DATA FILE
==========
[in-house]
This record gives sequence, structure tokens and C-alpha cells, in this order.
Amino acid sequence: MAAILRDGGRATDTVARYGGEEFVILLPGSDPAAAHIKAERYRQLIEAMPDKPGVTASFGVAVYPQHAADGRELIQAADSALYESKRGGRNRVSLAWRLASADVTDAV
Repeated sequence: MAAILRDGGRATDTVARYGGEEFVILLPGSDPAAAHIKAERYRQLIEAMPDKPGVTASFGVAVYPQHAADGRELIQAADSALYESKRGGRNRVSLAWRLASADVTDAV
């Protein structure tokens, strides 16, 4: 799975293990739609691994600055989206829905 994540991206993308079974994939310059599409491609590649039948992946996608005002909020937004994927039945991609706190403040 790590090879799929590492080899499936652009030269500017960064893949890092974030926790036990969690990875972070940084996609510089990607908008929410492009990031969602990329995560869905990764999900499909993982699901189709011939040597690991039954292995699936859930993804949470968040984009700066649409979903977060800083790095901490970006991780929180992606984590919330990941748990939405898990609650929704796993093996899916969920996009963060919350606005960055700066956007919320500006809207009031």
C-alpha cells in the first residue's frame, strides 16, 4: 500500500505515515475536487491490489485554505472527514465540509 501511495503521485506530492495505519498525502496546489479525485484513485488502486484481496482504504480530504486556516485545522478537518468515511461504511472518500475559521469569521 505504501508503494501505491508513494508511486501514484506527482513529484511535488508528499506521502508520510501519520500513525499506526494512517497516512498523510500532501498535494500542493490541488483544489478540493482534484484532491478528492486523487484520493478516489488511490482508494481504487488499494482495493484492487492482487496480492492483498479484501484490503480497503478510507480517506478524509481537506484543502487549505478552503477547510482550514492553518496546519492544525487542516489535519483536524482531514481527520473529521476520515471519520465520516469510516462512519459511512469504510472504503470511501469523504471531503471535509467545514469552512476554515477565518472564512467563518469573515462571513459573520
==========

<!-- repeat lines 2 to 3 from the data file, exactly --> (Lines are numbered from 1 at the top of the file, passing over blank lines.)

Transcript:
This record gives sequence, structure tokens and C-alpha cells, in this order.
Amino acid sequence: MAAILRDGGRATDTVARYGGEEFVILLPGSDPAAAHIKAERYRQLIEAMPDKPGVTASFGVAVYPQHAADGRELIQAADSALYESKRGGRNRVSLAWRLASADVTDAV